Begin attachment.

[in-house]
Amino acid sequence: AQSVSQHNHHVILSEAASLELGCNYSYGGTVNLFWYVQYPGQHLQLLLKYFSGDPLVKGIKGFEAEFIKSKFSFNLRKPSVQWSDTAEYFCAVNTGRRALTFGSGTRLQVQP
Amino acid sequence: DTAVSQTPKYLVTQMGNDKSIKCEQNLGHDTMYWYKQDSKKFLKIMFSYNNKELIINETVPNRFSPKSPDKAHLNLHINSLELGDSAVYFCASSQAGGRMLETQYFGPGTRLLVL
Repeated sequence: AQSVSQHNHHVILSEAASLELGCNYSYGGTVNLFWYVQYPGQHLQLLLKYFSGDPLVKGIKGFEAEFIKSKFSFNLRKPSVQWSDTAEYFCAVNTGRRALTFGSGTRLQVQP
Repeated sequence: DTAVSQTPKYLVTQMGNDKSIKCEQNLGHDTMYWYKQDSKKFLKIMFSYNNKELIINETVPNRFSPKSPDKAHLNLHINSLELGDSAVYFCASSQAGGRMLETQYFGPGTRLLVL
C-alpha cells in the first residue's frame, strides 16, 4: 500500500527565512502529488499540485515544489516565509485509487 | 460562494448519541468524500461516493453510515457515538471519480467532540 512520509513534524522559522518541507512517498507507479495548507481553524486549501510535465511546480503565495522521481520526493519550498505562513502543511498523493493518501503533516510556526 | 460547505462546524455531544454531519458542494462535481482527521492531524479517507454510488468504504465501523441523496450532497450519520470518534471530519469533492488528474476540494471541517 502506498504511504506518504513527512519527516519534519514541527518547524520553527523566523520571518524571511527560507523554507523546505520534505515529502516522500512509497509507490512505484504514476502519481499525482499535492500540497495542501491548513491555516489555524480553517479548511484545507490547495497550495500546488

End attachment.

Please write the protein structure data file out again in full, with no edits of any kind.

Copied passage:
[in-house]
Amino acid sequence: AQSVSQHNHHVILSEAASLELGCNYSYGGTVNLFWYVQYPGQHLQLLLKYFSGDPLVKGIKGFEAEFIKSKFSFNLRKPSVQWSDTAEYFCAVNTGRRALTFGSGTRLQVQP
Amino acid sequence: DTAVSQTPKYLVTQMGNDKSIKCEQNLGHDTMYWYKQDSKKFLKIMFSYNNKELIINETVPNRFSPKSPDKAHLNLHINSLELGDSAVYFCASSQAGGRMLETQYFGPGTRLLVL
Repeated sequence: AQSVSQHNHHVILSEAASLELGCNYSYGGTVNLFWYVQYPGQHLQLLLKYFSGDPLVKGIKGFEAEFIKSKFSFNLRKPSVQWSDTAEYFCAVNTGRRALTFGSGTRLQVQP
Repeated sequence: DTAVSQTPKYLVTQMGNDKSIKCEQNLGHDTMYWYKQDSKKFLKIMFSYNNKELIINETVPNRFSPKSPDKAHLNLHINSLELGDSAVYFCASSQAGGRMLETQYFGPGTRLLVL
C-alpha cells in the first residue's frame, strides 16, 4: 500500500527565512502529488499540485515544489516565509485509487 | 460562494448519541468524500461516493453510515457515538471519480467532540 512520509513534524522559522518541507512517498507507479495548507481553524486549501510535465511546480503565495522521481520526493519550498505562513502543511498523493493518501503533516510556526 | 460547505462546524455531544454531519458542494462535481482527521492531524479517507454510488468504504465501523441523496450532497450519520470518534471530519469533492488528474476540494471541517 502506498504511504506518504513527512519527516519534519514541527518547524520553527523566523520571518524571511527560507523554507523546505520534505515529502516522500512509497509507490512505484504514476502519481499525482499535492500540497495542501491548513491555516489555524480553517479548511484545507490547495497550495500546488